To make matters worse, California’s electric utilities had relied on the volatile spot market to buy electricity rather than locking in long-term, fixed-price contracts. That worked fine when wholesale prices for electricity were low. But when wholesale prices moved up sharply, as they did last year, utilities slammed up against another legacy of California’s flawed deregulation scheme—limits on the retail prices they could charge consumers. Buying high and selling low caught up with them. The state’s largest utility, Pacific Gas and Electric, filed for bankruptcy in April (among its creditors are Enron, Reliant Energy, and Dynegy, which are owed hundreds of millions of dollars for power sales to California). To attract more power generators, the state has since lifted the limits on what consumers pay, but that has made their electricity bills shoot up. And talk about a double whammy: Last winter cold weather drove up prices and dried up supplies of natural gas, which fires about a quarter of California’s power plants. “It was the perfect storm,” Enron spokesman Mark Palmer said of the combination of factors that led to the crisis.

To be sure, Texas energy companies have profited handsomely from the huge increase in energy prices in California. But the numbers fall far short of the billions and billions of dollars that California claims they’re pocketing. Davis says California power users paid $27 billion for electricity last year, a mind-boggling $20 billion increase from 1999 (the total includes all utilities and power generators supplying California, not just those in Texas). El Paso, Enron, Dynegy, and Reliant have posted hefty gains in revenues and earnings since 1999, especially in their trading operations. But they operate on slim margins, buying and selling energy in huge volumes and making money on small spreads. “They’re big in the transaction business like Citibank is big,” says Paul MacAvoy, an economics professor at Yale University’s School of Management and the author of The Natural Gas Market: Sixty Years of Regulation and Deregulation. “They’re not big in the sense of Standard Oil or J. P. Morgan, which had the market power to set prices and could wield that power to maximize profits and destroy competition. You can’t say that about Enron, which operates on the slightest of edges. It buys billions of dollars worth of energy product to receive billions plus a penny.”

Enron, the nation’s largest buyer and seller of electric power, has had spectacular growth in its commodity sales and services business, which includes not just natural gas and electricity but other commodities that it trades online. First-quarter income in that business jumped 76 percent to $755 million, thanks to price volatility in the gas and power markets. El Paso, now an industry behemoth since its merger with Coastal Corporation in January, also did well in the first quarter. Revenues at its merchant energy business, which includes trading operations, more than doubled, and operating income in that business increased to $300 million from $72 million a year earlier. When I tallied up the profits Enron, El Paso, Reliant, and Dynegy made for all of last year, for all of their operations—including those not related to California—the total came to $2.6 billion for all four companies combined. That’s a tidy profit, but it’s not $20 billion.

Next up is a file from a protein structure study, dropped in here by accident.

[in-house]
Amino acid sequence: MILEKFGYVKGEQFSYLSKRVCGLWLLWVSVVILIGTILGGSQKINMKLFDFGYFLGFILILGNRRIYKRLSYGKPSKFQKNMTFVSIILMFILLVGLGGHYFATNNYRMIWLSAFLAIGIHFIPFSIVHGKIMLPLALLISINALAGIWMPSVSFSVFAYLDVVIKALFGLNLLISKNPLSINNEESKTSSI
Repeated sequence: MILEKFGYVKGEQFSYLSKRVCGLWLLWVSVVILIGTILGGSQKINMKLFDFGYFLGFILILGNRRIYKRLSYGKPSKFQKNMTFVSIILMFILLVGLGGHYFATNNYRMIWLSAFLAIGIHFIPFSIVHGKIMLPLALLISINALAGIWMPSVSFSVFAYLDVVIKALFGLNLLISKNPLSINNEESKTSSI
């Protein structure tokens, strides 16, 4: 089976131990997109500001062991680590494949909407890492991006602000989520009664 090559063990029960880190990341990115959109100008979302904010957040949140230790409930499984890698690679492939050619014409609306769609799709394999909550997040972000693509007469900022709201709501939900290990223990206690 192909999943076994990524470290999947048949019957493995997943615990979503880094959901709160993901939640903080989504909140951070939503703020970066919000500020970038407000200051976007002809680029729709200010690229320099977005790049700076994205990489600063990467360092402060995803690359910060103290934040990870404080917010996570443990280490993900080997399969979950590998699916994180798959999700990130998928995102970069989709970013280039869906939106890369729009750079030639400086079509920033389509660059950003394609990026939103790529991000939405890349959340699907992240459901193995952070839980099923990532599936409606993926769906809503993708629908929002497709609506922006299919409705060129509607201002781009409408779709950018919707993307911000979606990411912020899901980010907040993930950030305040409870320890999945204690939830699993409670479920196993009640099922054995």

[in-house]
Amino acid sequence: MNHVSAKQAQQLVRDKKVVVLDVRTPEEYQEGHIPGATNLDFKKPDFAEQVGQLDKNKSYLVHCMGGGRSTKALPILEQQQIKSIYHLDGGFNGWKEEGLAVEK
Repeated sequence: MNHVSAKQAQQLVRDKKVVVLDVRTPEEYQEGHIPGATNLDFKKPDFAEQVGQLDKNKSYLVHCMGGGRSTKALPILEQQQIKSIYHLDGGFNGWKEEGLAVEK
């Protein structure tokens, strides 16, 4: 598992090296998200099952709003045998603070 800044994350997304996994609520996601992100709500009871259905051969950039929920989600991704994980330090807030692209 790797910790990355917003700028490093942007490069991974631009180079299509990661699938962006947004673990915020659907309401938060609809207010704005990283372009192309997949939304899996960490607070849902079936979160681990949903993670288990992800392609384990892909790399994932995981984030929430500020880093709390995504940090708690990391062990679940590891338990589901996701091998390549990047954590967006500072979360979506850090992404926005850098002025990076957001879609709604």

Meanwhile, the FERC investigation into El Paso has become a test case in the California versus Texas energy battles. A ruling could come as early as September, and the case is being closely watched. While the picture painted by California politicians is of Texas energy companies swooping in like vultures, in fact El Paso has been doing business in that state since 1949. It built the original pipelines that carried gas from gas-producing basins in West Texas and Oklahoma to markets in California. “Our pipelines going west were built to serve customers in California,” says Norma Dunn, an El Paso senior vice president. “We have millions and millions of dollars invested in the state.” Through June 30 El Paso Natural Gas’s pipeline system has been shipping an average of 2.5 billion cubic feet daily to California. All this summer the FERC has been holding hearings into whether El Paso had market power—meaning the size and influence to manipulate markets—and used it to drive up prices. “Sure, we made money,” Dunn says. “But we didn’t make the billions and billions that people are talking about.”

The blame game will no doubt continue as more hearings are held, lawsuits advance, and investigations probe deeper. But if Lockyer really wants to lock up all those responsible for his state’s energy debacle, he’s going to need something a lot bigger than an eight-by-ten cell. And that Spike guy is going to have a lot of company.